Nigel De Jong and City’s transfer dealings- What is going on?

The sale of Nigel De Jong is an extremely strange one. Widely regarded as one of the world’s best defensive midfielders, Manchester City are letting the Dutchman leave City for a measly £3.5m to AC Milan. Hardly a good return on for a player in his prime, especially compared to the price he was bought for – £18m.

Nevertheless, Manchester City’s loss is AC Milan’s gain. A domineering defensive midfielder, De Jong is known for a hard tackle and his ability to throttle and dominate the midfield. In fact, despite his “dirty player” reputation, Nigel De Jong has only been sent off once in his career, in the Europa League for Hamburg – for dissent.

This shows a sensible player, one who can be relied on and for £3.5m AC Milan have the bargain of the summer. De Jong is improving Milan’s midfield and is someone who can more than live up to the legacy of Gennaro Gattuso before him.

So who will City replace him with? Victor Wanyama of Celtic; Javi Garcia of Benfica and Daniele De Rossi of Roma have all been touted as De Jong’s successor and time will tell (1 day in fact) whom City will sign to replace him.

What we can know for sure, is that City, if they do not replace De Jong – they will have weakened, and given their Champions League group, that isn’t something that they should be doing right now.

What has happened to City this transfer window? The departure of Adam Johnson has signalled the signing of an arguably weaker winger in Scott Sinclair. They have sold one of the Premier League’s best strikers – Emmanuel Adebayor – for a measly £5m, put into perspective, Blackburn Rovers are paying £8m for League 1 top scorer Jordan Rhodes.

The same can be said for De Jong being sold for £3.5m to AC Milan and Adam Johnson being sold for just £10m to Sunderland, less than what West Ham paid for Matt Jarvis.

Why are City selling for so little? Why are City letting players of such quality go for such measly amounts?

Brian Marwood, Manchester City’s Football Administration Officer, is the man who can be blamed with the calamity of City’s transfer window.

Roberto Mancini came into the summer with Thiago Silva, Eden Hazard, Robin Van Persie and Daniele De Rossi as his main targets, while De Rossi has a slim chance of coming to City before the deadline tomorrow night, City have lost out on every account while Marwood has taken FIFA’s new FFP rules extremely seriously unlike teams such as Chelsea, Paris Saint-Germain and Manchester United this summer.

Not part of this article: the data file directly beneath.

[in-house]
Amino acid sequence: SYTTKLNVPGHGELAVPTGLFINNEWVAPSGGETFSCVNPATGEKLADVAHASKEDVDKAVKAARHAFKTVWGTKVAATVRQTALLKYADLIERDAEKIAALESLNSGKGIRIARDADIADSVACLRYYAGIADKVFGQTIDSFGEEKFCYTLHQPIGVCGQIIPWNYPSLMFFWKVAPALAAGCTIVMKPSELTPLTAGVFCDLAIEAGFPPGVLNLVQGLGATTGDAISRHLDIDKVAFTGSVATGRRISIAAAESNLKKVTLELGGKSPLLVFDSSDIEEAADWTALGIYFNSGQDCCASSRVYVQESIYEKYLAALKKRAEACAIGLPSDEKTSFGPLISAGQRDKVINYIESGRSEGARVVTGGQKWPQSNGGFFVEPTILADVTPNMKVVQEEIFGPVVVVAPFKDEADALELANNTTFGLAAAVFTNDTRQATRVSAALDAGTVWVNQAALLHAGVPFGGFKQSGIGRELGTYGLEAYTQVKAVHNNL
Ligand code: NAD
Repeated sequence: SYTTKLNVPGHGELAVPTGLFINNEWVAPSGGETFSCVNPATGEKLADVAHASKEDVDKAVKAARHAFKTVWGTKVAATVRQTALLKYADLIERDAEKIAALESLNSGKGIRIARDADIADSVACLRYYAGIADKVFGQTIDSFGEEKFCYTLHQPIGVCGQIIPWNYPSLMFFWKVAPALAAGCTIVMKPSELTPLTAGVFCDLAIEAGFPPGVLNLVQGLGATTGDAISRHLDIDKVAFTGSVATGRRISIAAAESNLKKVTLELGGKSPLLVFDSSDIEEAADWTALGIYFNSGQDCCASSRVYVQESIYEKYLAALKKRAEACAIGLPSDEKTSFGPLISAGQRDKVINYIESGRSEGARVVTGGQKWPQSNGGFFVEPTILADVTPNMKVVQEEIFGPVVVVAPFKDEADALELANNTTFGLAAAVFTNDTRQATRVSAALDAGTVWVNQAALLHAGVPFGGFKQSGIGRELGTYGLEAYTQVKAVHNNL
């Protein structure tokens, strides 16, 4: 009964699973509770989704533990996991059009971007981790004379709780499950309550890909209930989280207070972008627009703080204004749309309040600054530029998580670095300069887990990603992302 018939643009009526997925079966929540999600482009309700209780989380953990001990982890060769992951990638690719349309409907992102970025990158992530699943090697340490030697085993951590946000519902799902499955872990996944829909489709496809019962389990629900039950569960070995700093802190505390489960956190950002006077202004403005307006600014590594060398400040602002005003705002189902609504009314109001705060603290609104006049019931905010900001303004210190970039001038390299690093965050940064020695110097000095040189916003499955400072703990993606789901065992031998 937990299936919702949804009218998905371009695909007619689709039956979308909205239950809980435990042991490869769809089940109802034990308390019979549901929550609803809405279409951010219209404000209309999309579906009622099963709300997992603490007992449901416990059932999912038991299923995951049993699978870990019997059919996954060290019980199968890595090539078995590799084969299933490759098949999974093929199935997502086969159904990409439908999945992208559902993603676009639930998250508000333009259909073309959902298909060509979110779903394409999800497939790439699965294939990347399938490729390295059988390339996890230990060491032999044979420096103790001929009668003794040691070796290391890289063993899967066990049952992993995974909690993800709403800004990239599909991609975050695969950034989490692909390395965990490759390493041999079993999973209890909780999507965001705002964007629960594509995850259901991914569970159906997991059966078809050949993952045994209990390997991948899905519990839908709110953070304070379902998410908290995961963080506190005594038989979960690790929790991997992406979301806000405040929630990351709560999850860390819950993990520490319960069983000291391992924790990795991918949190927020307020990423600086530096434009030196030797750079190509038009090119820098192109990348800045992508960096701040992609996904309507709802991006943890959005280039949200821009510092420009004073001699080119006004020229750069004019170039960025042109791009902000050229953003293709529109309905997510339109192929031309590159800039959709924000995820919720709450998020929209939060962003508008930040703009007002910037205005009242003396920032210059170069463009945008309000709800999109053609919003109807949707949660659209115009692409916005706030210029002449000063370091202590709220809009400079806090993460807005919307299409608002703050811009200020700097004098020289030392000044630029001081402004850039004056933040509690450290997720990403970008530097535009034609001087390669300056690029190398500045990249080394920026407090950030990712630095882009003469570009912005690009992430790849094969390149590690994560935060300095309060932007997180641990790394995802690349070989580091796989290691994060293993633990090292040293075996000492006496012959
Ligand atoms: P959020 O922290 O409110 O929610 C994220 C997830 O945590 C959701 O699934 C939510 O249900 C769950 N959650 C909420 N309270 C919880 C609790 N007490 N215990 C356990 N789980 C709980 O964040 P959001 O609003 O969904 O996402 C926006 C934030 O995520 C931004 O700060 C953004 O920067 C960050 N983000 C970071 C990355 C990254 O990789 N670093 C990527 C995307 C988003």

Marwood’s reluctance to part with cash until the sales of particular players like Emmanuel Adebayor and Adam Johnson had left the club left City in an awkward position. City couldn’t sell the players, therefore sold them cheaply to get them off the wage bill, freeing up funds for new signings.

Hence the reason why City are going into tomorrow’s transfer deadline day to sign 5 players. Maicon – the Inter Milan right back perfect for Roberto Mancini’s new 3-5-2; Richard Wright – the ex Arsenal goalkeeper to replace third choice City keeper Stuart Taylor who’s joined Reading; Javi Garcia – the Benfica defensive midfielder to replace Milan bound Nigel De Jong; Matija Nastasic – a ball playing centre half who is also a perfect fit for Mancini’s 3-5-2.

The last signing, Scott Sinclair, is to replace Adam Johnson. Clearly bought to be a squad player, Scott Sinclair offers City pace, something they lack up front especially. It can be seen as a panic buy, but City are mainly buying him for the English quota and compared to many other English wingers (Downing £20m), Sinclair is pretty cheap.

Why did City sell AJ to replace him with Sinclair though? Mainly Marwood and FFP. His insistence to bring down the wage bill means City sold £90,000 a week Johnson to replace him with £40,000 a week Sinclair, saving £50,000 a week and £2.6m a year.

Some may say Sinclair is ruining his career but Adam Johnson even said he’s happy he had his time with City as he now has something to show for his career. Hopefully Sinclair can do the same.

 

Written by Henry Francis

Follow me on Twitter @TheHenryFrancis

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